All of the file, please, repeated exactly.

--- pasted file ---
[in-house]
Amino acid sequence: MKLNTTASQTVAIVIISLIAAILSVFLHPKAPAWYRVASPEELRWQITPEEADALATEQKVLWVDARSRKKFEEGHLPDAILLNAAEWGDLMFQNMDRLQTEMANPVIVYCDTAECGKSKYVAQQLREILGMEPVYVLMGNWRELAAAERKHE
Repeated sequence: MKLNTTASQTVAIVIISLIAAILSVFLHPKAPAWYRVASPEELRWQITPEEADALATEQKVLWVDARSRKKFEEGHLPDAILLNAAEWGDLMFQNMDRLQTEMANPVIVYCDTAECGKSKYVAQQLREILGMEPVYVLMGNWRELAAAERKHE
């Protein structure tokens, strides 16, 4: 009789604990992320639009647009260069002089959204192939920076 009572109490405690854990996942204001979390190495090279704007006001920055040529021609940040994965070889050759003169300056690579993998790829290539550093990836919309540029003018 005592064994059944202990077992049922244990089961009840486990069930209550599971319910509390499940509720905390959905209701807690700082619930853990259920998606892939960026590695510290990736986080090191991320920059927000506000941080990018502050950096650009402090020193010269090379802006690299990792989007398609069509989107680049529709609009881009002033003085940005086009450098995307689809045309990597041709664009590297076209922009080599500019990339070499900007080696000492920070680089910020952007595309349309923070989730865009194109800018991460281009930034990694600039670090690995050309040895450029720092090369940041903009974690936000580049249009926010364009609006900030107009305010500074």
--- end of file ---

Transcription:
[in-house]
Amino acid sequence: MKLNTTASQTVAIVIISLIAAILSVFLHPKAPAWYRVASPEELRWQITPEEADALATEQKVLWVDARSRKKFEEGHLPDAILLNAAEWGDLMFQNMDRLQTEMANPVIVYCDTAECGKSKYVAQQLREILGMEPVYVLMGNWRELAAAERKHE
Repeated sequence: MKLNTTASQTVAIVIISLIAAILSVFLHPKAPAWYRVASPEELRWQITPEEADALATEQKVLWVDARSRKKFEEGHLPDAILLNAAEWGDLMFQNMDRLQTEMANPVIVYCDTAECGKSKYVAQQLREILGMEPVYVLMGNWRELAAAERKHE
């Protein structure tokens, strides 16, 4: 009789604990992320639009647009260069002089959204192939920076 009572109490405690854990996942204001979390190495090279704007006001920055040529021609940040994965070889050759003169300056690579993998790829290539550093990836919309540029003018 005592064994059944202990077992049922244990089961009840486990069930209550599971319910509390499940509720905390959905209701807690700082619930853990259920998606892939960026590695510290990736986080090191991320920059927000506000941080990018502050950096650009402090020193010269090379802006690299990792989007398609069509989107680049529709609009881009002033003085940005086009450098995307689809045309990597041709664009590297076209922009080599500019990339070499900007080696000492920070680089910020952007595309349309923070989730865009194109800018991460281009930034990694600039670090690995050309040895450029720092090369940041903009974690936000580049249009926010364009609006900030107009305010500074």